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BioMed Research International
Volume 2015, Article ID 165908, 8 pages
http://dx.doi.org/10.1155/2015/165908
Clinical Study

Patient-Specific CT-Based Instrumentation versus Conventional Instrumentation in Total Knee Arthroplasty: A Prospective Randomized Controlled Study on Clinical Outcomes and In-Hospital Data

1Department of Orthopedic Surgery and Traumatology, Central Research Hospital of Ministry of Interior, Wołoska 137, 02-507 Warsaw, Poland
2Department of Orthopaedics and Traumatology of Musculoskeletal System, 1st Faculty of Medicine, Medical University of Warsaw, ul. Lindleya 4, 02-005 Warsaw, Poland
3School of Medicine with the Division of Dentistry in Zabrze, Chair and Department of Descriptive and Topographic Anatomy, Medical University of Silesia, ul. Jordana 19, 41-808 Zabrze, Poland
4Department of Kinesiotherapy and Manual Therapy, Faculty of Health Sciences, Vincent Pol University in Lublin, ul. Choiny 2, 20-816 Lublin, Poland
5Head of Institute of Physiotherapy, The Jan Kochanowski University of Humanities and Sciences, al. IX Wieków 19, 25-317 Kielce, Poland
6Department of Physiotherapy, Faculty of Health and Medicine Science, Andrzej Frycz Modrzewski Cracow University, ul. Gustawa Herling Grudzińskiego 1, 30-705 Kraków, Poland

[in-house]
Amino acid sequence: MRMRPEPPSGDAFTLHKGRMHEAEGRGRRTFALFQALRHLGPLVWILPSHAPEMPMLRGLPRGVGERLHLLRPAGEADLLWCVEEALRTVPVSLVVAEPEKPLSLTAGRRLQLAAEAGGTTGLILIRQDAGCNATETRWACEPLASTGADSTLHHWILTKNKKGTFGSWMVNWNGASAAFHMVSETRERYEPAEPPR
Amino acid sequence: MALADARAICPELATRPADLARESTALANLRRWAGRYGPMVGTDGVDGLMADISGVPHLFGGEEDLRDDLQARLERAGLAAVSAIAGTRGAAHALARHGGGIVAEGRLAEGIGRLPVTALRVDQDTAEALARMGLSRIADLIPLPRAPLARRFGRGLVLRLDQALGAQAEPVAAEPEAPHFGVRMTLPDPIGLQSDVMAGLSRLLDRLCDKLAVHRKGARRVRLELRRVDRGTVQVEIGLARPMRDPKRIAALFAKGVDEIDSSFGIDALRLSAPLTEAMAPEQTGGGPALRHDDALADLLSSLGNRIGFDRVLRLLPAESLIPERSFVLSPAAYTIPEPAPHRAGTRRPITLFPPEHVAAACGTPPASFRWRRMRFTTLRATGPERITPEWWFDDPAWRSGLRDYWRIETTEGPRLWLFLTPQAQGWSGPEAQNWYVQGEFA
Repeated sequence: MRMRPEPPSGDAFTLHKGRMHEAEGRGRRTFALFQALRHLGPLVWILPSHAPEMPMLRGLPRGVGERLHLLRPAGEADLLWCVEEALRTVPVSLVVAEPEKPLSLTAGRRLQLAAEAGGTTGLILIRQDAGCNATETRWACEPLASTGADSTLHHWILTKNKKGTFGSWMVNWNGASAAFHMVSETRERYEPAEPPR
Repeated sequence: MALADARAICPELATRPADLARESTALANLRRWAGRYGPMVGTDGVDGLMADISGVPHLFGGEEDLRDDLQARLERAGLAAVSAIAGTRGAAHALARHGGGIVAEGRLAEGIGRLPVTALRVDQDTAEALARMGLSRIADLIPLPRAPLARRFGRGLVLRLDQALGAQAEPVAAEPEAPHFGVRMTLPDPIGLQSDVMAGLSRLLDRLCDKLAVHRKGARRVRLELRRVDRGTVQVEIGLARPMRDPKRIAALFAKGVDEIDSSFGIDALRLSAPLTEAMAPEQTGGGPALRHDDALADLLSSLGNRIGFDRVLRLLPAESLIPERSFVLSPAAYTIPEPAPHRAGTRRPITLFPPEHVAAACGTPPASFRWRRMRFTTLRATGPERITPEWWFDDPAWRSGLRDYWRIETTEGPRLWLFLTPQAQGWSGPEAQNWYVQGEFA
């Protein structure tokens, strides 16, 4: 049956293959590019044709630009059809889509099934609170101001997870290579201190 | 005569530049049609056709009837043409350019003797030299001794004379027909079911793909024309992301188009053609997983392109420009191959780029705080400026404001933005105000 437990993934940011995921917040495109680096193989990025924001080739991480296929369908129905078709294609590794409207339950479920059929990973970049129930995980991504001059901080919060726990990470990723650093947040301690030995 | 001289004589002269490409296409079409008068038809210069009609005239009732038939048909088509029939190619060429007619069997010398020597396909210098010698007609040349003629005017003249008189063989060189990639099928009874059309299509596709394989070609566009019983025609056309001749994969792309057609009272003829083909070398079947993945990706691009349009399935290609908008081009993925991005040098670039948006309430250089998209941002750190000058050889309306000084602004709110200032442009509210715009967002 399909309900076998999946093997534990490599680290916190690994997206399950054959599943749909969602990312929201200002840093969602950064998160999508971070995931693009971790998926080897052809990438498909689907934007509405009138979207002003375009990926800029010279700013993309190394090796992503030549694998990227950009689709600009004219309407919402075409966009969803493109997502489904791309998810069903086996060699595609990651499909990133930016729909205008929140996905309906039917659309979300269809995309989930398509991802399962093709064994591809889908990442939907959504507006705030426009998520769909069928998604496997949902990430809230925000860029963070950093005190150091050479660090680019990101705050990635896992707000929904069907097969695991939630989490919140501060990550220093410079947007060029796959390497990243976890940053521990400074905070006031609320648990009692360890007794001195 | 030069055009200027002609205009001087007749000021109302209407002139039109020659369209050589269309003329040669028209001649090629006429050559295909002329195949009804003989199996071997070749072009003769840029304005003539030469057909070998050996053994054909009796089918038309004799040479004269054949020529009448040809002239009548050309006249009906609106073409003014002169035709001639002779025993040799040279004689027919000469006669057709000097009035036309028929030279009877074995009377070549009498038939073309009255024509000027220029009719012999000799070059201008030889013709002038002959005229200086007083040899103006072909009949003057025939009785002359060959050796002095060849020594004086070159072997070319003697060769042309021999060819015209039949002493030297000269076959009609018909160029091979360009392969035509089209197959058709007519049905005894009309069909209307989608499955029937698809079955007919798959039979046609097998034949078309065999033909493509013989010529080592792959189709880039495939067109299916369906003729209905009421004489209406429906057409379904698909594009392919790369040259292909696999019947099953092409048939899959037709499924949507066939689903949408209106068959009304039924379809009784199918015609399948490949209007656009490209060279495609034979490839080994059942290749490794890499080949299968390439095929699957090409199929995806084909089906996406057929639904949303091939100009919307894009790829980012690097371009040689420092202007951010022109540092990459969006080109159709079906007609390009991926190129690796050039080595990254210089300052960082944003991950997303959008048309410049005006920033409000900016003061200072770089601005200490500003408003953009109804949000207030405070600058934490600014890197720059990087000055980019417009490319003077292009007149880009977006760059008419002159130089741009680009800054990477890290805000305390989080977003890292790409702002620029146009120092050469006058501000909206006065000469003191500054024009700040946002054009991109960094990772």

7Department of Physiotherapy, The Jan Kochanowski University of Humanities and Sciences, al. IX Wieków 19, 25-317 Kielce, Poland

Received 25 January 2015; Accepted 8 July 2015

Academic Editor: Giulio Gasparini

Copyright © 2015 Andrzej Kotela et al. This is an open access article distributed under the Creative Commons Attribution License, which permits unrestricted use, distribution, and reproduction in any medium, provided the original work is properly cited.

Abstract

Total knee arthroplasty (TKA) is a frequently performed procedure in orthopaedic surgery. Recently, patient-specific instrumentation was introduced to facilitate correct positioning of implants. The aim of this study was to compare the early clinical results of TKA performed with patient-specific CT-based instrumentation and conventional technique. A prospective, randomized controlled trial on 112 patients was performed between January 2011 and December 2011. A group of 112 patients who met the inclusion and exclusion criteria were enrolled in this study and randomly assigned to an experimental or control group. The experimental group comprised 52 patients who received the Signature CT-based implant positioning system, and the control group consisted of 60 patients with conventional instrumentation. Clinical outcomes were evaluated with the KSS scale, WOMAC scale, and VAS scales to assess knee pain severity and patient satisfaction with the surgery. Specified in-hospital data were recorded. Patients were followed up for 12 months. At one year after surgery, there were no statistically significant differences between groups with respect to clinical outcomes and in-hospital data, including operative time, blood loss, hospital length of stay, intraoperative observations, and postoperative complications. Further high-quality investigations of various patient-specific systems and longer follow-up may be helpful in assessing their utility for TKA.